Thank you for joining us. Firstly, why has he quit? He has quit because
he wanted to make a protest against the president over this budget cut
which we should say is a budget cut for 2017, the overall trajectory of
military and defence spending is rising until 2025. This was a
political challenge to the new president. And that is the way it is
being taken today. A political challenge, you say. How politically
damaging is this for Emmanuelle Macron? Certainly, on the day it
doesn't look good. Although the opposition forces from the far right
National Front to the far left, piled onto the president and accused
him of forcing out what they call a military man with great integrity
and a good reputation. So this is not a good day for president Macron,
and when you take other sectors, professional sectors that are also
starting to protest against budget cuts, it does put him in some
difficulty. We should put this in some perspective. This is the first
test of the President's authority, after a first three months in power
which have been almost surreally positive for him. This is domestic
issues coming back to bite. He's making a major cut to the French
budget. It is not so surprising that there is going to be some turbulence
in these first months, and there will be more. What does this say
about his chances of pushing other parts of his policy agenda through?
He says he's only new individual, three months in. We should keep an
eye on the fundamentals here. Emmanuelle Macron was elected with a
wide mandate to reform. He was explicit about not just that budget
cuts but his plans to reform the Labour system, to reform the pension
system, the unemployment benefit system. None of this was concealed
or minimised during his campaign. So, voters know exactly what they
will get. Secondly, he has a broad majority in Parliament. He doesn't
need to enlist any support from other political groups to push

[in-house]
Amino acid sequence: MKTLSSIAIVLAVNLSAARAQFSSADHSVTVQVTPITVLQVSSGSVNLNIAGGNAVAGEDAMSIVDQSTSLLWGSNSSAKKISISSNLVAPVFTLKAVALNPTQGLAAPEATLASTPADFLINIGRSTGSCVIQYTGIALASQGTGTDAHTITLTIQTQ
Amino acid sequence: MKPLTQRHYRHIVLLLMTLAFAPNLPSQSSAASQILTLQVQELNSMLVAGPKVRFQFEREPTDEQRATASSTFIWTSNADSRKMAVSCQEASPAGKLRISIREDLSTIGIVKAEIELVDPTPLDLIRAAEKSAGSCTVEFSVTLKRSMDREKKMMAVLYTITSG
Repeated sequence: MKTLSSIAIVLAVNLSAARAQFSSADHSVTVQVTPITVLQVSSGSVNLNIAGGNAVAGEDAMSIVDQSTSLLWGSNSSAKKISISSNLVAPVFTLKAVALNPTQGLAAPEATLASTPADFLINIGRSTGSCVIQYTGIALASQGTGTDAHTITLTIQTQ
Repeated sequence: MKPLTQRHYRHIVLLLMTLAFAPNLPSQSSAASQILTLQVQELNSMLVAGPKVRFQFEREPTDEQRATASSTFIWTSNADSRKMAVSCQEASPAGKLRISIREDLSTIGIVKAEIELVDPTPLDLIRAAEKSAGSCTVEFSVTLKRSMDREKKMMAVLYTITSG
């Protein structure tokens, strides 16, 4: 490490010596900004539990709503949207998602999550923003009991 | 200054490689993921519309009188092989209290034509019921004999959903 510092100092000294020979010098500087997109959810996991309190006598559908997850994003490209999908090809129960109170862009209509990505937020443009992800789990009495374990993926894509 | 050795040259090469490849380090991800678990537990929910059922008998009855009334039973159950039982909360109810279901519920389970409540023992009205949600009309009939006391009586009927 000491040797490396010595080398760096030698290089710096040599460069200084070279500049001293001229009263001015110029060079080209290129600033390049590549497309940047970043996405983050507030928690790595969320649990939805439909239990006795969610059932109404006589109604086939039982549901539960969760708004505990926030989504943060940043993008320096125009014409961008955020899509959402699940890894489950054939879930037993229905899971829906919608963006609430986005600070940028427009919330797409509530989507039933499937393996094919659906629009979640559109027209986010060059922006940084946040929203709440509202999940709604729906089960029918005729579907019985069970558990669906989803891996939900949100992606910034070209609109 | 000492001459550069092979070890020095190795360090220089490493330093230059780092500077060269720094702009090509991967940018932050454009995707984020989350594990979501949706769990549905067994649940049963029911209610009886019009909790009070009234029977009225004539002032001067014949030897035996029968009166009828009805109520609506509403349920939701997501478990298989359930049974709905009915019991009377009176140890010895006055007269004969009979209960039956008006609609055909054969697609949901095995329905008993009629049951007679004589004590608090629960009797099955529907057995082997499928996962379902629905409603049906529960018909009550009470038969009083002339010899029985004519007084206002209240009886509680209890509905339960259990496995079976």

through these reforms. And on the very difficult ones he is using
executive decree, to push them through Parliament. What we are
getting is commentary which could be damaging and could affect his
popularity. It is having an affect on his popularity, which was very
high, to some degree, but on the whole, the president will whether
this. It is General Pierre de Villiers left. He was replaced
within the day, within a few hours of his resignation. I would suggest
that this episode is going to pass. It was a test for the president.
But, by no means, as it knocked him out or really undermined his
determination to push through the reforms. Thank you very much but
joining us. -- for joining us. For the first time the BBC has
published the salaries of its highest paid employees,
who are earning more than ?150,000 -
or $195,000 - a year. It comes as the government forced
the disclosure as part of the BBC's annual report,
which details the salaries The BBC's Director General,
Lord Hall, said the corporation and warned that making the details
public would drive up wages. Of the 96 on the list,
only a third are women. The highest earner was revealed
to be Radio Presenter and ex-Top
Gear host Chris Evans who earns In Venezuela the economy
is on the verge of collapse and as protests against
the government grow, the threat of a larger humanitarian
crisis is spilling over So far this year 52,000
Venezuelans have Our South America correspondent
Katy Watson has this report from the Brazilian state of Roraima